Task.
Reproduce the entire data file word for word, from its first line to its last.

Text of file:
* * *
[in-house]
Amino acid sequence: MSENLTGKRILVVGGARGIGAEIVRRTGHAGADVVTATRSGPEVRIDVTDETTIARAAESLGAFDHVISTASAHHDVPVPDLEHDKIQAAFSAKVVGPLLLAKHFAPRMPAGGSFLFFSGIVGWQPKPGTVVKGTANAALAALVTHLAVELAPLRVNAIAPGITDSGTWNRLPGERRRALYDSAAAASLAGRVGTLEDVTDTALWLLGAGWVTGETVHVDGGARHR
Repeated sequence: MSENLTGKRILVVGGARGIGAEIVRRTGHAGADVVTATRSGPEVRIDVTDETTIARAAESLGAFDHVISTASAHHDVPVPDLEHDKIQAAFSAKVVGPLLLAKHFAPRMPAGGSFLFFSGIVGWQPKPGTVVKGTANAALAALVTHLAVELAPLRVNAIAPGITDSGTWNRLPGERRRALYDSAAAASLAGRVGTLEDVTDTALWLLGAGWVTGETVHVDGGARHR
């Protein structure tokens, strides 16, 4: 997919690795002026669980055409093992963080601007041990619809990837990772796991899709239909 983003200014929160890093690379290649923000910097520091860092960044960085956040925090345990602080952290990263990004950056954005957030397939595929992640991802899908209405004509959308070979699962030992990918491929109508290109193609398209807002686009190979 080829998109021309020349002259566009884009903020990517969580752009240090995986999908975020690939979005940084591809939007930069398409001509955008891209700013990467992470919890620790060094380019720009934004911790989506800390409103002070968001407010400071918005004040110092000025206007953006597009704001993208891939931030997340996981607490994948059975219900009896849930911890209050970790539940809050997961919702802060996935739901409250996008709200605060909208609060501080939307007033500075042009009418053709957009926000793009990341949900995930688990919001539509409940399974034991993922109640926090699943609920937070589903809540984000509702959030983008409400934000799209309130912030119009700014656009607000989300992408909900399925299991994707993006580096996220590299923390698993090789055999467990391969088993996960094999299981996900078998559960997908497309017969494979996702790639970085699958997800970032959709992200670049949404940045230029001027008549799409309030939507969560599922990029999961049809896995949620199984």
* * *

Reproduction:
[in-house]
Amino acid sequence: MSENLTGKRILVVGGARGIGAEIVRRTGHAGADVVTATRSGPEVRIDVTDETTIARAAESLGAFDHVISTASAHHDVPVPDLEHDKIQAAFSAKVVGPLLLAKHFAPRMPAGGSFLFFSGIVGWQPKPGTVVKGTANAALAALVTHLAVELAPLRVNAIAPGITDSGTWNRLPGERRRALYDSAAAASLAGRVGTLEDVTDTALWLLGAGWVTGETVHVDGGARHR
Repeated sequence: MSENLTGKRILVVGGARGIGAEIVRRTGHAGADVVTATRSGPEVRIDVTDETTIARAAESLGAFDHVISTASAHHDVPVPDLEHDKIQAAFSAKVVGPLLLAKHFAPRMPAGGSFLFFSGIVGWQPKPGTVVKGTANAALAALVTHLAVELAPLRVNAIAPGITDSGTWNRLPGERRRALYDSAAAASLAGRVGTLEDVTDTALWLLGAGWVTGETVHVDGGARHR
């Protein structure tokens, strides 16, 4: 997919690795002026669980055409093992963080601007041990619809990837990772796991899709239909 983003200014929160890093690379290649923000910097520091860092960044960085956040925090345990602080952290990263990004950056954005957030397939595929992640991802899908209405004509959308070979699962030992990918491929109508290109193609398209807002686009190979 080829998109021309020349002259566009884009903020990517969580752009240090995986999908975020690939979005940084591809939007930069398409001509955008891209700013990467992470919890620790060094380019720009934004911790989506800390409103002070968001407010400071918005004040110092000025206007953006597009704001993208891939931030997340996981607490994948059975219900009896849930911890209050970790539940809050997961919702802060996935739901409250996008709200605060909208609060501080939307007033500075042009009418053709957009926000793009990341949900995930688990919001539509409940399974034991993922109640926090699943609920937070589903809540984000509702959030983008409400934000799209309130912030119009700014656009607000989300992408909900399925299991994707993006580096996220590299923390698993090789055999467990391969088993996960094999299981996900078998559960997908497309017969494979996702790639970085699958997800970032959709992200670049949404940045230029001027008549799409309030939507969560599922990029999961049809896995949620199984």